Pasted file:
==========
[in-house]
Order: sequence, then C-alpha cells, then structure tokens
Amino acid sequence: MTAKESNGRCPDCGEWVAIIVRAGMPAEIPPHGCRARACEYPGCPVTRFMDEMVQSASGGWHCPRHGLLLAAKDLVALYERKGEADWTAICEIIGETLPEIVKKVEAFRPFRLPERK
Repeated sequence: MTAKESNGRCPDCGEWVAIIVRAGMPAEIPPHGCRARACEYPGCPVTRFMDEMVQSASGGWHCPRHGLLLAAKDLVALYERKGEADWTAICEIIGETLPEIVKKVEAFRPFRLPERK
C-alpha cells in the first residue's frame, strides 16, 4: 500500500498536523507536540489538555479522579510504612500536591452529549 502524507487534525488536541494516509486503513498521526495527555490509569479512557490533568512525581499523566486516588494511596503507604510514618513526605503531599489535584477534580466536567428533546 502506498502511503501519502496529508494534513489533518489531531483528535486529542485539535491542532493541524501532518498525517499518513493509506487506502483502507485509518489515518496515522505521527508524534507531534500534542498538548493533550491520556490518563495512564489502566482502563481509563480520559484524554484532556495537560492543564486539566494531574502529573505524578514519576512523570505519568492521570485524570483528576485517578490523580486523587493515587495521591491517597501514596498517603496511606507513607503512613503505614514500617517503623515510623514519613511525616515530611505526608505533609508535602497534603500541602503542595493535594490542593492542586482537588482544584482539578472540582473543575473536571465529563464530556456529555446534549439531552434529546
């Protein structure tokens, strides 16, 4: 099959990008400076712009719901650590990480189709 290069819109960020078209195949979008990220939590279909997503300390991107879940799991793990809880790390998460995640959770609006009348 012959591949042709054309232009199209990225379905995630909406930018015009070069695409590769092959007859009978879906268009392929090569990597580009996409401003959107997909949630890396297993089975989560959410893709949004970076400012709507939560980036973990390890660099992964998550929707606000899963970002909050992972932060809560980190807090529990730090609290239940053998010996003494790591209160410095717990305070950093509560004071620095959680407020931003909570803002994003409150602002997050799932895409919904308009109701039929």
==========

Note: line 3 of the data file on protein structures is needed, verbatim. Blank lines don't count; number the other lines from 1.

Amino acid sequence: MTAKESNGRCPDCGEWVAIIVRAGMPAEIPPHGCRARACEYPGCPVTRFMDEMVQSASGGWHCPRHGLLLAAKDLVALYERKGEADWTAICEIIGETLPEIVKKVEAFRPFRLPERK